- Scheme is finally pulled
- What's next?
- Homeowners reported issues
- Voucher delays
- Funding pulled
- Installers out of pocket
- How it worked
- Eligible improvements
- What wasn't covered?
- Who was eligible?
- How much funding was available?
- How the vouchers worked
- Reduced energy bills
- It was only available in England
The Green Homes Grant closed to new applications on 31 March after the government pulled the scheme four days prior.
The £1.5bn scheme only launched in September 2020, and was designed to help homeowners afford energy-efficient home improvements, to help lower their emissions and energy bills.
The Green Homes Grant had been set to run until 31 March 2022, but was scrapped having reached just 10% of the 600,000 homes chancellor Rishi Sunak promised would be improved.
This is everything you need to know about the grant, including the latest information for homeowners with ongoing applications.
Why Was the Green Homes Grant Pulled?
The Green Homes Grant was blighted by problems since its launch. These included homeowners reporting issues with the application process, administrators being slow to distribute vouchers, and tradespeople reportedly being left out of pocket for completed work.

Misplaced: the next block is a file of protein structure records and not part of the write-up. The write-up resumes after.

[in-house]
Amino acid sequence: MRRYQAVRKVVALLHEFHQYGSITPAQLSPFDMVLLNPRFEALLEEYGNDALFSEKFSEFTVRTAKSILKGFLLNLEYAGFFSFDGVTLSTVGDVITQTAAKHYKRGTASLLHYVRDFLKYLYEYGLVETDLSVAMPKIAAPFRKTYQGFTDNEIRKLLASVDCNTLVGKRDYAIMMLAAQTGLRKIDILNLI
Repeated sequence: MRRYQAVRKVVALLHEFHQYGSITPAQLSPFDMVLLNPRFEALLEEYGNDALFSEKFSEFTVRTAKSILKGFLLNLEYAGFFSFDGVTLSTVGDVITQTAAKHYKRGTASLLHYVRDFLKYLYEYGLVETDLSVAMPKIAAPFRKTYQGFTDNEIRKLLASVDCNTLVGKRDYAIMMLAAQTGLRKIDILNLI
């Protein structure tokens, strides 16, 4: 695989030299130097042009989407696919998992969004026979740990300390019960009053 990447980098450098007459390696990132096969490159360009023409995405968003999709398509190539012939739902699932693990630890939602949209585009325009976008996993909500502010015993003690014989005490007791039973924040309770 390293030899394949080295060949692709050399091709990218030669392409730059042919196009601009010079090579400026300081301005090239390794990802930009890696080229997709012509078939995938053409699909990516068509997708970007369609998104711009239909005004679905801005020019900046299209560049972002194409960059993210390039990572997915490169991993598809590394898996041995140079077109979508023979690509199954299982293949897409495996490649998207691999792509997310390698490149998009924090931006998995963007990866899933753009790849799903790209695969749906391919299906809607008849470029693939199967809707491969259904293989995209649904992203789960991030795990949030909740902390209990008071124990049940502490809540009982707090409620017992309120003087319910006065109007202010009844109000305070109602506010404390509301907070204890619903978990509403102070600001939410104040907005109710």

Reports circulated in February that the government might have announced the winding down of the scheme in the March Budget. But having survived the Budget, the government announced on Saturday 27 March that the voucher scheme will be scrapped at the end of March.
What Happens Now?
Applications made before the end of March deadline will be honoured, the government has confirmed.
Moreover, any vouchers already issued may be extended upon request.
Instead, the £320m which had previously allocated for the voucher scheme this year will be allocated to the ‘local authority delivery’ part of the scheme, which allows councils to bid for funding to carry out retrofits within low-income households.
Bloomberg reported in March that government discussions are underway about a new long-term domestic insulation programme, but it is unclear if this will be a direct replacement for the Green Homes Grant.
Reaction to the Grant's Closure
Brian Berry, chief executive of the Federation of Master Builders (FMB), said: "The misguided scrapping of the Green Homes Grant scheme sends entirely the wrong message to consumers and builders, and will harm the UK’s desire to be seen as a global leader in tackling climate change."
In March an EAC report criticised the government’s delivery of Green Homes Grant, and said it was “rushed in conception and poorly implemented … and [the] scheme administration appears nothing short of disastrous”.